It all started with an initial desire to take a group of amazing people, somewhere amazing to start a process of exploring our service to humanity and manifest our true legacy. Whenever I am around friends or colleagues that have businesses, there is a fantastic energy and I knew that if we could create this event, the results would be life changing and inspiring for the actual participants and by default to the planet.

3. What are you personally hoping the participants will get out of this trip?
I hope they get whatever is seeking to emerge for them. I want them to truly connect with their legacy, (especially if it still is at an embryonic stage) why they are here and what is their life’s purpose and how this all connects with and manifests through their business.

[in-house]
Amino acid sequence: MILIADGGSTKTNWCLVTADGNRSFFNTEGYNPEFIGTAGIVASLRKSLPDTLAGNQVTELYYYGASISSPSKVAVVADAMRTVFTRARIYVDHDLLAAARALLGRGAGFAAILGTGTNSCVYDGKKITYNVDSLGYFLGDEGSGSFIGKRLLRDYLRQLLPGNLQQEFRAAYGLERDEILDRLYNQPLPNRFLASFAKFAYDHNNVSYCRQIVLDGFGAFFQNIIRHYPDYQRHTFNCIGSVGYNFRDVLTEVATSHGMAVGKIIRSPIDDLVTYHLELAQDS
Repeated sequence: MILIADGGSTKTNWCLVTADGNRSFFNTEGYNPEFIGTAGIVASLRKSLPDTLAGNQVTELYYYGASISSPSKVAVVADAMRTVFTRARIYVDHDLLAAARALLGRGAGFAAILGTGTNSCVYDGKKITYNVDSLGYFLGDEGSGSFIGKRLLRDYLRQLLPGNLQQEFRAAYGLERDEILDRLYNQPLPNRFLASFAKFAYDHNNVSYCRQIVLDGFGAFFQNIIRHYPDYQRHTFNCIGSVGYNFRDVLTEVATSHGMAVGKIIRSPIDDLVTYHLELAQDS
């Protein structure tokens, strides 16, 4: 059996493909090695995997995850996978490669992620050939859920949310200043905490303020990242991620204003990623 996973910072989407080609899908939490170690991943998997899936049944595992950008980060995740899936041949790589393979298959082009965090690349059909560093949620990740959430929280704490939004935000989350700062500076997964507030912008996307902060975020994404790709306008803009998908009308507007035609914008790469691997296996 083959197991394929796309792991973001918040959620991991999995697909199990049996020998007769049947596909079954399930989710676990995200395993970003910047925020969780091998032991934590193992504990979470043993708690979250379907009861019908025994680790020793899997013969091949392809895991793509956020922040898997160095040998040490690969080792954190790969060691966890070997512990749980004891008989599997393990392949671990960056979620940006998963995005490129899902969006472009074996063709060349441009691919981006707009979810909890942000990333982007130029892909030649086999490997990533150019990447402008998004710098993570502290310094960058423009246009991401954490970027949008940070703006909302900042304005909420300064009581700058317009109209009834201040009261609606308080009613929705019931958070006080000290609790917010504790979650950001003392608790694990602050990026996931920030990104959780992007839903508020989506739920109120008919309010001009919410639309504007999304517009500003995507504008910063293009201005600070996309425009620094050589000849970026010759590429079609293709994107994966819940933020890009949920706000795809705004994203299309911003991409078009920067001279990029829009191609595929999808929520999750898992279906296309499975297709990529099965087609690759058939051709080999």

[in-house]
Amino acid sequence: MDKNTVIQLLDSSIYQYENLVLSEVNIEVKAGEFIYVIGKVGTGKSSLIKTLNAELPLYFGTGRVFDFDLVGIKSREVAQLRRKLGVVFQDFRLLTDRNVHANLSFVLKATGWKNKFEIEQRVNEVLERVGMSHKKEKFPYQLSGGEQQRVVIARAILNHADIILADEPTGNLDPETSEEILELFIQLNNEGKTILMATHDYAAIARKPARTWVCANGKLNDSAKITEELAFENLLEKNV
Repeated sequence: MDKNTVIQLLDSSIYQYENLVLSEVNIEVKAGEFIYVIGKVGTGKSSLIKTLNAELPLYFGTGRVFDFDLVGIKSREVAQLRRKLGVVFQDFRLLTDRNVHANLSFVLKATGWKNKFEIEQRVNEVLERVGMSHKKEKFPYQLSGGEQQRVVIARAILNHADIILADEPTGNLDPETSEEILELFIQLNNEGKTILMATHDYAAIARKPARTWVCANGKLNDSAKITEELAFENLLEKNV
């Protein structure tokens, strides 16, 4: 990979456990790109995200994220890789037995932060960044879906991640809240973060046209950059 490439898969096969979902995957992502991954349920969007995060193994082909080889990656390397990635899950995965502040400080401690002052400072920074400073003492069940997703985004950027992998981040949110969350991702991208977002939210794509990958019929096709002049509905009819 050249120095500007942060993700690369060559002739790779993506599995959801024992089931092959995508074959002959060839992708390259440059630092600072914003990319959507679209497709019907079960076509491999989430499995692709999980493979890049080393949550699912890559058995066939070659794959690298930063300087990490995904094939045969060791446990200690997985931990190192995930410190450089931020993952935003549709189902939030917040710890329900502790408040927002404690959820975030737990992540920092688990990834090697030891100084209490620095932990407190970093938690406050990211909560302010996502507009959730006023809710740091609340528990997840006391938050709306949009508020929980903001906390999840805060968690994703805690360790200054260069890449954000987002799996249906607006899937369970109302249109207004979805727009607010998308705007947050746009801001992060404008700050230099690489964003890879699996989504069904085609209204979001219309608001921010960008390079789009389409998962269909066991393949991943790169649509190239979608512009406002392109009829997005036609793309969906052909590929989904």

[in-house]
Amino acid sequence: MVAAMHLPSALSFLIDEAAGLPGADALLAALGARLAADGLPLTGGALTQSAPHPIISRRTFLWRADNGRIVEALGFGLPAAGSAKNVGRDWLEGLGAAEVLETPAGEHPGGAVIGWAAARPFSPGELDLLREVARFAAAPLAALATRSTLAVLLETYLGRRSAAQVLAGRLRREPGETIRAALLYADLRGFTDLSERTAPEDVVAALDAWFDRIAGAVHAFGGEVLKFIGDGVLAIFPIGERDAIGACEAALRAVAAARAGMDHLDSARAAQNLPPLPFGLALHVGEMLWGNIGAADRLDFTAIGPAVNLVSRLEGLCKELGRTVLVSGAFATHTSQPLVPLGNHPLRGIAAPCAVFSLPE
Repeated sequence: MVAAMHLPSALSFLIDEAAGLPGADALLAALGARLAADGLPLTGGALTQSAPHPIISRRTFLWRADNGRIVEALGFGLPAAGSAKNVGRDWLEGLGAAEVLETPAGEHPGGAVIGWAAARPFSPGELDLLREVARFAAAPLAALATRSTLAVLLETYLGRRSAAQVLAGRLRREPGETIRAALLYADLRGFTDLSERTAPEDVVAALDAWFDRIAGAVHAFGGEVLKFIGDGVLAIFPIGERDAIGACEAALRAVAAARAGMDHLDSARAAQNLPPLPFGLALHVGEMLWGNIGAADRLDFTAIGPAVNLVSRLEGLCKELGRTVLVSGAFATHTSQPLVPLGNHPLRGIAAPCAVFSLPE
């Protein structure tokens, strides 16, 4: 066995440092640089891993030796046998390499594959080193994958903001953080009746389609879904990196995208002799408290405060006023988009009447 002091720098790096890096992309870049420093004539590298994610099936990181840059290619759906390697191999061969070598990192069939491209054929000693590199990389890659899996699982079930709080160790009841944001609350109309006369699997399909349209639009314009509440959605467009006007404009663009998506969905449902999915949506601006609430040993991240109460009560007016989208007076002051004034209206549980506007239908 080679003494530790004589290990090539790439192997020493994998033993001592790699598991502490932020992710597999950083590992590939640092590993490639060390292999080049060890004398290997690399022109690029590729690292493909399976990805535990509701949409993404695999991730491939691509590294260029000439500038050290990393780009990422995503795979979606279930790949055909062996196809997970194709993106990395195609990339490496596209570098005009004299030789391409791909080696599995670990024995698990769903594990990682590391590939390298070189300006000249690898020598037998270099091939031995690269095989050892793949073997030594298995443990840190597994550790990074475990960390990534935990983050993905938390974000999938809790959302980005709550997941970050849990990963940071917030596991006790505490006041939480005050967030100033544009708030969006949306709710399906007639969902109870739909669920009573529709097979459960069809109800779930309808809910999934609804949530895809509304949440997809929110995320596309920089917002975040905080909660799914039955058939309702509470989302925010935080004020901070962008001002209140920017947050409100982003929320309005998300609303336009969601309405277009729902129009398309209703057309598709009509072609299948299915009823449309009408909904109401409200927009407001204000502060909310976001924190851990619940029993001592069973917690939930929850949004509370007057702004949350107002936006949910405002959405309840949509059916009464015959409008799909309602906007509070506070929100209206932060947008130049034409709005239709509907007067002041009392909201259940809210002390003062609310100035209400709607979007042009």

I believe that entrepreneurs are wired differently; that “wiring” is what we seek to explore together. Each person will teach and learn as we create this to be peer to peer. Just imagine if you had 117 people like that, becoming aware of the fragility of the planet, using their business acumen to collaborate, to grow to make more profit… however profit with purpose and true social consciousness where others get to win.

4. What type of people are you looking to come on this trip? For example, start ups, established businesses?
Both! We are seeking to have a great mix of entrepreneurs in various stages of their journey, as well as some investment and venture capital partners so that we can have “old money” meet with “new ideas” and vice versa. We have some of the most amazing facilitators and thought leaders to get the most out of this for those who choose to come.